REVIEW | SUSHI PARK | ST. ALBERT


Sushi Park is the new kid on the block. So new and innocent, in fact, that the staff had forgotten to turn on their open sign until we walked in a good half hour after they were supposed to. Simple rookie mistake. I wonder how many people came by in that time to check out the restaurant but drove away thinking they were closed. We were going to do that, but the allure of a sushi lunch and not really having a plan B compelled us to get our lazy butts out of the car and try to open their door. And by some miracle, it did! 

A small 9-table restaurant, Sushi Park recently opened in mid-June in what some people may consider as St. Albert's downtown. Apparently the owners hail from Vancouver and so it's a welcome addition in these suburbs considering Vancouver's renowned sushi restaurant industry. Also as a note for the authenticity police, we couldn't help but notice the sushi chef and waitress talking in Korean. Not that it should be of any relevance; I'm a huge believer in that as long it tastes good, it shouldn't matter who's making your food.


Although the walls are bright neon orange, the space still has a warm, inviting vibe thanks to the dark tables and chairs, wood paneling and the large bar occupying the right hand side of the restaurant.  Small pieces of Japanese artwork and a large Japanese mural also adorn the walls. On our visit, there was also a handwritten sign on the back wall signifying that they haven't received their liquor license yet, so hold tight if you're looking to get some liquid sustenance along with your sushi.


The menu is about 5 pages long in clear duotang folders, consisting of appetizers, donburi (rice bowls) and hot plates, sashimi and nigiri, basic rolls and combos, as well as a page of specialty rolls. I found the little illustrations adorable, and it could prove helpful for those who might need a small visual. One other unique aspect of the menu is that there were no bento boxes! Strange considering that bentos are such a huge selling item in Japanese restaurants.



After we placed our order with the waitress, she came out and dropped off three bowls of miso soup ($2.50 each) as well as a plate of green salad ($4.50) with their signature house dressing. On the house, she said, which was basically music to my ears. Who doesn't love free food?

The miso soup was typical miso soup with small pieces of tofu and green onion. The house dressing on the salad was also your typical Japanese ginger dressing but with a strong taste of onion, which makes me think that the dressing really is made in house rather than from a bottle.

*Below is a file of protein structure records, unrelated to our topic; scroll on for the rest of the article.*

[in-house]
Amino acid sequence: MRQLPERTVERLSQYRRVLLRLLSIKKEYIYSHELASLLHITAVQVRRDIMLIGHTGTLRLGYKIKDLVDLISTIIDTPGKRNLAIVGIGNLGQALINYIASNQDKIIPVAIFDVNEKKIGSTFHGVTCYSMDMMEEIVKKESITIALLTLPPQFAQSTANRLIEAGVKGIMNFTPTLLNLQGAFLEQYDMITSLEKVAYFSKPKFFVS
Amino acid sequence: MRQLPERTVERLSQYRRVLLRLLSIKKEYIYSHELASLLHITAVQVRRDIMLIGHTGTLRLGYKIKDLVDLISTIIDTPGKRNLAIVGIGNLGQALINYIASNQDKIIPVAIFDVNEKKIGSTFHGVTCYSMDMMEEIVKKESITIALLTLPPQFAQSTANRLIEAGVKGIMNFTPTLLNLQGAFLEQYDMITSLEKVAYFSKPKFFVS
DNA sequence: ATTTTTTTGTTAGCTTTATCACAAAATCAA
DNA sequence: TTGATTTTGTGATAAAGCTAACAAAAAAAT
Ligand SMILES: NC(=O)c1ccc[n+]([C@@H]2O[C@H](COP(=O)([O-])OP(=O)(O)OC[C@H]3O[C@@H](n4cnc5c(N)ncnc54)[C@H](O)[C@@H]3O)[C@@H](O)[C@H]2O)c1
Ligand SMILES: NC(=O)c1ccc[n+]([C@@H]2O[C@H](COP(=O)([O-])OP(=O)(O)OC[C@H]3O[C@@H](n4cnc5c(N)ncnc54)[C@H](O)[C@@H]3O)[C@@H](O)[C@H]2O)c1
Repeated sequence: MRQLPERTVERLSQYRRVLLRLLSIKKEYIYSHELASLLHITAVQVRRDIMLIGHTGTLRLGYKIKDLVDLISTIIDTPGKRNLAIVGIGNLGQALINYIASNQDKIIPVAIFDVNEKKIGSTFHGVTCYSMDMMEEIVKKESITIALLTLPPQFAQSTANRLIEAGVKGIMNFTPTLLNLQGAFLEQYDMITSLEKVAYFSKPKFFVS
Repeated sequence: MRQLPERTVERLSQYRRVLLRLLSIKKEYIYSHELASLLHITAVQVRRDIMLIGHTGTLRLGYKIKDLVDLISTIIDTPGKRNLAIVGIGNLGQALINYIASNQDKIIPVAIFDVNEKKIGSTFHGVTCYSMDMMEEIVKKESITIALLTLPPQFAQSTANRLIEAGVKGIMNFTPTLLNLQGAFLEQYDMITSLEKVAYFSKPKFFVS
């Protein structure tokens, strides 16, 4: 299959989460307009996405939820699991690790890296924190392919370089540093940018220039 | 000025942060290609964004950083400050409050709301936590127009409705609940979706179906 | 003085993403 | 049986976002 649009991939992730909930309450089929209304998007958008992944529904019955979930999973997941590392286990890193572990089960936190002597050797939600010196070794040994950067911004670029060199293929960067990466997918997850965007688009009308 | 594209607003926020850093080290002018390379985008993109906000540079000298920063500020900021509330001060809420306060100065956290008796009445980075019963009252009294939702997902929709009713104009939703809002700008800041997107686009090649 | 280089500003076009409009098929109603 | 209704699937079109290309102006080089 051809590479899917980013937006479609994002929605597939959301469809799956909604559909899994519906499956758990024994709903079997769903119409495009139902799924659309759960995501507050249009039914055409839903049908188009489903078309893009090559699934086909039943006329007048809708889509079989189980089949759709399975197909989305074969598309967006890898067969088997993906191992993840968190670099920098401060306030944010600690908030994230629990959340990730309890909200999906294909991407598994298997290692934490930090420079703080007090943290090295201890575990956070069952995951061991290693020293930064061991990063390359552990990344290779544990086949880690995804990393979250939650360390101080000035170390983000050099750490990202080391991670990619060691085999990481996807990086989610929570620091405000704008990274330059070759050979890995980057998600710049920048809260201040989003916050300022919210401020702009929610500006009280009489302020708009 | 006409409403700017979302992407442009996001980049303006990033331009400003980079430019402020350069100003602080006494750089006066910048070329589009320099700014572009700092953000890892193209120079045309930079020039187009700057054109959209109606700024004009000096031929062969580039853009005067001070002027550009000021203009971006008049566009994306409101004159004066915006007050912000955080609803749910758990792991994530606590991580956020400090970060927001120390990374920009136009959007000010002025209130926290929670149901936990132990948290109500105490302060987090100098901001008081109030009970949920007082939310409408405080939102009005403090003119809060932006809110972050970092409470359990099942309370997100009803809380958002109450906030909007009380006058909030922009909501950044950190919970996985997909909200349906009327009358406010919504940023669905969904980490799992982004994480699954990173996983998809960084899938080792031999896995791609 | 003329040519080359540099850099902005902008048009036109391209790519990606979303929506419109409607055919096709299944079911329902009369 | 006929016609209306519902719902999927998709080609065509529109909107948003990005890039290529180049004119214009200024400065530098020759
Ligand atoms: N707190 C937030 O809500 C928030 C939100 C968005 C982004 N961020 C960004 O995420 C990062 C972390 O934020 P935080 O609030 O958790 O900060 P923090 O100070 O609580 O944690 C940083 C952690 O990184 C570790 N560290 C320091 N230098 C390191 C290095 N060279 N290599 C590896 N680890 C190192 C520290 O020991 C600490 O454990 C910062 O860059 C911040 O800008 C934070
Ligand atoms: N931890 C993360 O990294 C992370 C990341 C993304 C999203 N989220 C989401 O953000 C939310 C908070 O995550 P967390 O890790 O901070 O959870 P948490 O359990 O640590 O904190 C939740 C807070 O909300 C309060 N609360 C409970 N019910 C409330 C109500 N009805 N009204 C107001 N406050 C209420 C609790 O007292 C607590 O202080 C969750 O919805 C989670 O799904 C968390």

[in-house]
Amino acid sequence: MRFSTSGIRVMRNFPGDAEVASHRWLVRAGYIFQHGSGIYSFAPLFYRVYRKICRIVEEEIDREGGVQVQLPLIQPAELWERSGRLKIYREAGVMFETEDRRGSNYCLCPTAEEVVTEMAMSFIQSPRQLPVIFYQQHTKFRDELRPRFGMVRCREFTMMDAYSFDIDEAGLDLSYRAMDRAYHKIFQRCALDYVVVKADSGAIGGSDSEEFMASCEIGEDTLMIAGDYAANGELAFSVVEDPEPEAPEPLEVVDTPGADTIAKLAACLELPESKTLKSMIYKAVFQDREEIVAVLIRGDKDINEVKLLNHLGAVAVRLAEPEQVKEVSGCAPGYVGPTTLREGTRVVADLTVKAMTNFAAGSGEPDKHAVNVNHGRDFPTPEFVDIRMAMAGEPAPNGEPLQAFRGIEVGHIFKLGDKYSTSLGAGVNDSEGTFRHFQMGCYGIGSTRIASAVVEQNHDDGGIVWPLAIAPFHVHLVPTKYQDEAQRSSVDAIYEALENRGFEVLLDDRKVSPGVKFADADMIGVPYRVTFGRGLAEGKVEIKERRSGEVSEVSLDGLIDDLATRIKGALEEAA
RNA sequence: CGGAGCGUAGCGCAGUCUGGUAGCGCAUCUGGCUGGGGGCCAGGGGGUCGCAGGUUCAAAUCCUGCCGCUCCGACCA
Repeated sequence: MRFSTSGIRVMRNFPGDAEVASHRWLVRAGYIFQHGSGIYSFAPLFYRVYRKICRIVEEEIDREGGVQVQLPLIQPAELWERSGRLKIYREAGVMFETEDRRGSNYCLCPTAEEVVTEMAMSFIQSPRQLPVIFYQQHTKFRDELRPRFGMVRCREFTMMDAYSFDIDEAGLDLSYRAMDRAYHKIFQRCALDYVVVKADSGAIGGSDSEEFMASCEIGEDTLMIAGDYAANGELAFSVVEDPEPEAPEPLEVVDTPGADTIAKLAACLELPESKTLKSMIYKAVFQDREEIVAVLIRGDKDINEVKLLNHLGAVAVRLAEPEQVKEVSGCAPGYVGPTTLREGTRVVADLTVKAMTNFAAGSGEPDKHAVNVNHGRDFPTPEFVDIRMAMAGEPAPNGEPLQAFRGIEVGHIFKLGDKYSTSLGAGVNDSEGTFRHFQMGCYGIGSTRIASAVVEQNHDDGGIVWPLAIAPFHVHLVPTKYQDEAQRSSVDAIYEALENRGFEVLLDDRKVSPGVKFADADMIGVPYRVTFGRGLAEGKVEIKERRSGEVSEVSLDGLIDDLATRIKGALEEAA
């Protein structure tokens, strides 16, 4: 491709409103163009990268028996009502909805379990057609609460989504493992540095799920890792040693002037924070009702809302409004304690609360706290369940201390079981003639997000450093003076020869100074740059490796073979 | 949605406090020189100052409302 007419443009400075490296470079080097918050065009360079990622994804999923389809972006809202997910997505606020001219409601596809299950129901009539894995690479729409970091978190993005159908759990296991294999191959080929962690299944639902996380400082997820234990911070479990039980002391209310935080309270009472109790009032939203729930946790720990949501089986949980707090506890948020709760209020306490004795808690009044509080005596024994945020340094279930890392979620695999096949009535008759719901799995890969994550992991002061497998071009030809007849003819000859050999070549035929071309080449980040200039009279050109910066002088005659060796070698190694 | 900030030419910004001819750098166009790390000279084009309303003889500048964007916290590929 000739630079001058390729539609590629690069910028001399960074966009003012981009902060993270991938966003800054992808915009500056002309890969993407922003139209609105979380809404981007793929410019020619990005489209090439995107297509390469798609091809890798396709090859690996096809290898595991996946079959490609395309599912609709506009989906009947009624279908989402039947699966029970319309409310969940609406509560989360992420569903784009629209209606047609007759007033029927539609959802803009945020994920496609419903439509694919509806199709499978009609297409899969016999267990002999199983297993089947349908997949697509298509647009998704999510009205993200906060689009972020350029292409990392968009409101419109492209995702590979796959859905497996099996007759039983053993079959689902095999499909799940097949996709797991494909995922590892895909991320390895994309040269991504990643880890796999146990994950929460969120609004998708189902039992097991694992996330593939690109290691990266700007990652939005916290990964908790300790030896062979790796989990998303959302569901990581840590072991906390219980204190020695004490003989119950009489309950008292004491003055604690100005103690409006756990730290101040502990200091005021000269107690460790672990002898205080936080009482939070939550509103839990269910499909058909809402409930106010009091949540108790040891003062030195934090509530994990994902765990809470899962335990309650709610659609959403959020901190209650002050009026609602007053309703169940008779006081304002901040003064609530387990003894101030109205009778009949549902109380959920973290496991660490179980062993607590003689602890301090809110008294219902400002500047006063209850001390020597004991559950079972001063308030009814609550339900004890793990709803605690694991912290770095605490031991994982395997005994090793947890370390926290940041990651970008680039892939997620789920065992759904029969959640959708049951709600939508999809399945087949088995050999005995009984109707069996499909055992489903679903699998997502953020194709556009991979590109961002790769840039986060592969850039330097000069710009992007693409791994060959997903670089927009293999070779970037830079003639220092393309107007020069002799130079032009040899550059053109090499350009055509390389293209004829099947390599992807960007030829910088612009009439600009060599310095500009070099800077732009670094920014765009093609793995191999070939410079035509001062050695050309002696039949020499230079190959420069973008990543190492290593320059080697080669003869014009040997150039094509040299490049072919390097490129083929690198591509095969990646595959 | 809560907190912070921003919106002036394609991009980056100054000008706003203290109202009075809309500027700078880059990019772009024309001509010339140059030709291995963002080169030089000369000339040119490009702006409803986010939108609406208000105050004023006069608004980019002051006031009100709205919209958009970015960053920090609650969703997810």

Our order of prawn tempura, 6 pcs ($10.00) was the first to arrive and strangely, it also came with a lone tempura asparagus. Perhaps for colour and presentation? Whatever the reason, I was really impressed with the batter! The tempura was hot and fresh and the batter was light and crispy.  


The assorted sashimi ($17.00) was chef's choice and was supposed to come with 10 pieces, but they gave us 12, which was really considerate of them since we were a party of 3. There was 4 varieties of fish: salmon, tuna, tai (red snapper), and tako (octopus). They were all pretty fresh and thickly cut.



The unagi don ($15.00) was a bit on the small side but the unagi was delicious! Lightly torched and glazed with eel sauce, the unagi was tender and flavourful. It sat on a bed of rice with 2 small pieces of tamago (egg) on the side.


The sushi was next to arrive, starting with the salmon toro nigiri ($2.75 each). The salmon belly is lightly torched and topped with eel sauce and spicy mayo. We initially only made 1 order but the waitress kindly told us that 2 of them were on the house. Once again, I can't say anything nicer about the service there. Top notch.


We also ordered two specialty rolls, the first being the Boston Roll ($15.00). The base is a dynamite roll (combination of imitation crab meat and prawn tempura), topped with grilled salmon and drizzled with eel sauce and spicy mayo. It tasted very similar to the salmon toro nigiri since it was basically the same ingredients on top of a sushi roll. The only words I can use to describe it is really creamy and soft.


We were also hoping to try the Pop Cone Roll ($13.00) which is listed on the menu as a crunch roll (maybe tempura crumbs) topped with deep fried chopped scallop and drizzled with spicy mayo and sweet and spicy sauce. They really like their spicy mayo here. Unfortunately the waitress said it was unavailable and recommended that we try their French Kiss Roll ($15.00) instead since it is one of their most popular items. Basically a deep fried california roll with cream cheese, topped with chopped scallops, and drizzled with the same sauces, spicy mayo and eel sauce.

I feel as if I've outgrown my love for california rolls and cream cheese in sushi, so unfortunately the only saving grace of this roll was the chopped scallops. I can see other people enjoying this though.


Overall, Sushi Park left a good first impression. The service was great and really considerate. I'd recommend sticking to the more authentic Japanese dishes though and maybe limiting the amount of specialty rolls you order, unless spicy mayo and eel sauce runs in your veins.

  Click to add a blog post for Sushi Park on Zomato

- CT

0 comments:

Post a Comment

 

About

CT is a 23-year-old Edmontonian who started blogging as an excuse for taking pictures of her food.

"One cannot think well, love well, sleep well, if one has not dined well." - Virginia Woolf